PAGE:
Top of the Agenda: EU's Budget Deal Includes First-Ever Spending Cuts
EU states and lawmakers reached a last-minute deal (FT) on Thursday on the hotly contested 2014–2020 budget after weeks of arduous negotiations. The €960 billion package, down from the current €994 billion budget cycle, included spending cuts for the first time (Bloomberg) as the region faces an ongoing recession and record unemployment. The breakthrough came just hours before leaders gathered in Brussels for a June summit focused on job creation (EUObserver), and will allow leaders to offer €6 billion to tackle youth unemployment earlier than planned.
"Once again, short-term national interests are taking precedence over the need for a forward-looking, flexible, and efficient EU budget. The European Parliament, which for the first time must approve the MFF [Multiannual Financial Framework], should use its newfound influence to uphold the EU-wide public interest and offset the blinkered, vested interests of individual member states," writes Guy Verhofstadt for Project Syndicate.
"It appears that under the new deal, the figures agreed will remain unchanged but, in a concession to the European Parliament, unspent money will be transferred from one year to the next, rather than returning to national budgets as at present," writes the BBC.
"When EU leaders convene for the European Council on Thursday, one of their priorities will be to find new ways to tackle youth unemployment. It is time politicians caught up with economic reality: with almost 15m under-30s who are neither in employment, education, nor training, Europe faces a generational crisis," writes an editorial for the Financial Times.
U.S. Ambassador to China Makes Rare Tibet Visit
Ambassador Gary Locke is on a rare three-day visit to Tibet this week (Quartz), marking the first trip by an American ambassador to the region since 2010. Locke will meet with officials to raise concerns about human rights in light of Tibetan self-immolations protesting Chinese rule.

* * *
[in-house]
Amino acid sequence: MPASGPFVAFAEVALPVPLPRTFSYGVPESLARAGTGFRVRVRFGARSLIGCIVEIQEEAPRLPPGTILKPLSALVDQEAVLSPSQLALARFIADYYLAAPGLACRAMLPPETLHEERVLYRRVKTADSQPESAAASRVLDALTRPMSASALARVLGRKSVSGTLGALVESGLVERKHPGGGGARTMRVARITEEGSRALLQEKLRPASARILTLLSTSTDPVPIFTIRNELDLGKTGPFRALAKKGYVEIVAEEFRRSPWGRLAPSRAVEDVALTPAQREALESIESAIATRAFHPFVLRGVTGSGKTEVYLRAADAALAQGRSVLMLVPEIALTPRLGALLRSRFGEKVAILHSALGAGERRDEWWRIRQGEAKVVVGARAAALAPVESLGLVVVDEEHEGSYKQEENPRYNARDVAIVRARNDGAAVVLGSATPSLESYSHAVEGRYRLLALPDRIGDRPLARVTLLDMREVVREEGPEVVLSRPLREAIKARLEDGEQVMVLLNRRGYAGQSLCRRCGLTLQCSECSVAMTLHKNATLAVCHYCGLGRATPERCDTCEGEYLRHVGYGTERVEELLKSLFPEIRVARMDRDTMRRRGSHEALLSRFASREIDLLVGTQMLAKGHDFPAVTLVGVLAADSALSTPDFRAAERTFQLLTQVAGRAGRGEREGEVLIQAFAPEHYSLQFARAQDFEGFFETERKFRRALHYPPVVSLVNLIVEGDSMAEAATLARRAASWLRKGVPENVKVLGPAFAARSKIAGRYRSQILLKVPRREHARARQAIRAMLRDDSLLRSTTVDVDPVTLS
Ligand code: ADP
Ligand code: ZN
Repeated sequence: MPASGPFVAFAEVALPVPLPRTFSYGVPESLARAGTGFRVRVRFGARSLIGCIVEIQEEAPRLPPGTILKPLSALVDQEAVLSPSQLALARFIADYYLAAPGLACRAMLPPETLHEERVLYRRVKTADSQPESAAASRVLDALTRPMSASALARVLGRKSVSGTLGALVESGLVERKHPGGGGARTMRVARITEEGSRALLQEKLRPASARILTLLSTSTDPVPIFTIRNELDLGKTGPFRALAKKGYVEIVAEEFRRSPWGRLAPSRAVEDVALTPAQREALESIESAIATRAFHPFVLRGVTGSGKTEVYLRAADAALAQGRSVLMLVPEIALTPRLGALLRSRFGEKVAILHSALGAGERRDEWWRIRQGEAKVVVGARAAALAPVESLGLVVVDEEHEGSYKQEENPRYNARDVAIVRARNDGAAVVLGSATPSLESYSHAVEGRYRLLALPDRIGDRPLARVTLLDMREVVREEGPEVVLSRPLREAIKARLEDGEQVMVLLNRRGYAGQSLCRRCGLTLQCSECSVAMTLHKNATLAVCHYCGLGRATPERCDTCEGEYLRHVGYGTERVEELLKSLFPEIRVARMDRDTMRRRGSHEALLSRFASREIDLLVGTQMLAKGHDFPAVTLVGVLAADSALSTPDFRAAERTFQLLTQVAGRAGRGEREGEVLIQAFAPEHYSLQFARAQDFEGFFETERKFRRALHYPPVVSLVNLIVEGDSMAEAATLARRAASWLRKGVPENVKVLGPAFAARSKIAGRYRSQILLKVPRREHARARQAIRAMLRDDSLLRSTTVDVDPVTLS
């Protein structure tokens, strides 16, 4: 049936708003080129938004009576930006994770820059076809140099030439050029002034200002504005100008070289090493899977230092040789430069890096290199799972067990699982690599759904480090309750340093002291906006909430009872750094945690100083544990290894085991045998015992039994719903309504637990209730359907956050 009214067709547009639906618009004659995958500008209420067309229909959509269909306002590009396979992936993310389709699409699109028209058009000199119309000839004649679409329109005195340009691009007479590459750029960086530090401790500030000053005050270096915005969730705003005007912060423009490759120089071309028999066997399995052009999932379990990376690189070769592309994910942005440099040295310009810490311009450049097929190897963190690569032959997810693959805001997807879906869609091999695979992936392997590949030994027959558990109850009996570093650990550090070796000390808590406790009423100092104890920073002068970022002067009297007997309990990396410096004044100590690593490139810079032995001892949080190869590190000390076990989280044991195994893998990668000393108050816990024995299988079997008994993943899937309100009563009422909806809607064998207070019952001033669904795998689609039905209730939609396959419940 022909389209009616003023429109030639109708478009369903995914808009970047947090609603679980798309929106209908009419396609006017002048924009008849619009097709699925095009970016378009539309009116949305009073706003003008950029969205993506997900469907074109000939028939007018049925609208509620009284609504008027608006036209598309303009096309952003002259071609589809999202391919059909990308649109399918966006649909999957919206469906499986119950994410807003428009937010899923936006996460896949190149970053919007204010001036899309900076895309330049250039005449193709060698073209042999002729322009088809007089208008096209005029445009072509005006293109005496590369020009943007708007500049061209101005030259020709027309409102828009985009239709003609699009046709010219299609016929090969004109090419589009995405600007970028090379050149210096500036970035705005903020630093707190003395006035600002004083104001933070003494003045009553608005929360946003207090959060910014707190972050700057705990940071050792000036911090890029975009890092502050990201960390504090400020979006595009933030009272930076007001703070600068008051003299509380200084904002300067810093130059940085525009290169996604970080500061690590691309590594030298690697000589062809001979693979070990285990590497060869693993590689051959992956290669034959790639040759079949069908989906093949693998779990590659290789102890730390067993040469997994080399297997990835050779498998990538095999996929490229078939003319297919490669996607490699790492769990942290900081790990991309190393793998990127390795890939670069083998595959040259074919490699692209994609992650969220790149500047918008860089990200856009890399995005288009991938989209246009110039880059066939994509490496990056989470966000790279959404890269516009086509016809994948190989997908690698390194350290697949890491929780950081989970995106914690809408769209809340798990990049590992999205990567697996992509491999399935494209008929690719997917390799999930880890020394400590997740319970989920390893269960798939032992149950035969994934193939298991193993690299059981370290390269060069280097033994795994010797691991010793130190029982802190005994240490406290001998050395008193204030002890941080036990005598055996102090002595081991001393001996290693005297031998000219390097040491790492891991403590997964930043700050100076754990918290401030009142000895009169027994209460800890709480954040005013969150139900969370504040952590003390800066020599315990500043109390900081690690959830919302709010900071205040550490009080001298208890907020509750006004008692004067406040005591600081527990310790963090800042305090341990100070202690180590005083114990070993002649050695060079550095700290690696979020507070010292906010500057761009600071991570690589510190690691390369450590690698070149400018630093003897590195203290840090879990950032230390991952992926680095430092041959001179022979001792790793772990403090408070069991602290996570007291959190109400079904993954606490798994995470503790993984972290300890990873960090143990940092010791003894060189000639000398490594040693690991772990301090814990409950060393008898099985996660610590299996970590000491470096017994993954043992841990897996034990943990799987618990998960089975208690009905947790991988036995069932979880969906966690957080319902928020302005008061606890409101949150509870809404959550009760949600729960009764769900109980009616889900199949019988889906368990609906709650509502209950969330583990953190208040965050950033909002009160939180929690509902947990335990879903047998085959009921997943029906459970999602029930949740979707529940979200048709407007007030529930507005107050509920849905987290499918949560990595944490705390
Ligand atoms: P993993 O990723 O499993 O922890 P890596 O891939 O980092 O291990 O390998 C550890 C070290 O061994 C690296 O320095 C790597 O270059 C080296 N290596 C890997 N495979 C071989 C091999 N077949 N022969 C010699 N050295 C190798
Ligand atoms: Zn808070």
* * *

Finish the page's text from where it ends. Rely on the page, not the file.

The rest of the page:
CFR's Yanzhong Huang reviews the Dalai Lama's self-immolation dilemma in Tibet in this blog post.
SOUTH KOREA: South Korean president Park Geun-hye held her first summit (Yonhap) with Chinese president Xi Jinping on Thursday in a meeting focused on North Korea's nuclear program.
SOUTH AND CENTRAL ASIA
Mongolia Reelects President
Mongolia reelected President Tsakhiagiin Elbegdorj to a second four-year term (NYT), giving him enough votes to avoid a runoff election. Observers say Elbegdorj is likely to continue with his anticorruption and pro-growth policies that have drastically expanded the economy.
PAKISTAN: The head of Jamiat Ulema-e-Islam, Pakistan's conservative political bloc, supported the Doha peace talks, urging the Pakistani government to hold discussions with the Taliban (Dawn).
U.S. Begins Weapons Shipments to Syrian Rebels
The CIA has begun moving weapons to Jordan as part of a new covert plan (WSJ) authorized by President Barack Obama to begin arming small groups of vetted Syrian rebels within a month. The move expands U.S. support of moderate forces fighting President Bashar al-Assad.
CFR's Micah Zenko discusses President Obama's decision to provide military support to the Syrian opposition in this op-ed.
EGYPT: In a speech reviewing his first year in office (al-Jazeera), President Mohammed Morsi acknowledged mistakes and said the polarization of Egypt's politics threatened democracy.
Obama Visits Senegal
President Barack Obama arrived on Thursday in Senegal (BBC), where he will meet with President Macky Sall, kicking off the first leg of a three-nation tour of Africa. Observers say his decision to visit the Muslim-majority country was to acknowledge its strides in achieving democracy.
He is due to visit the Supreme Court to speak about the importance of independent judiciaries and the rule of law in Africa's development.
SOUTH AFRICA: Former South African leader Nelson Mandela's conditioned worsened on Thursday (Reuters), prompting President Jacob Zuma to cancel a trip to neighboring Mozambique.
Albanians Clash with Police in Kosovo
Hundreds of ethnic Albanians opposed to normalizing ties with Serbia clashed with riot police in Pristina, Kosovo's capital, on Thursday (Reuters). The protest was started by an opposition party that objects to an EU-brokered deal that would give Kosovo's Serbs a degree of autonomy.
U.S. Supreme Court Upholds Gay Marriage, Expands Federal Rights
The Supreme Court handed down two historic judgments (WashPost) on Wednesday, ruling that same-sex couples are entitled to federal benefits and declining to decide a challenge from California, effectively allowing same-sex marriage to continue in the state.
ECUADOR: Ecuador said on Wednesday that the United States must submit its position regarding U.S. fugitive Edward Snowden in writing. Quito is currently reviewing his request for asylum (MercoPress).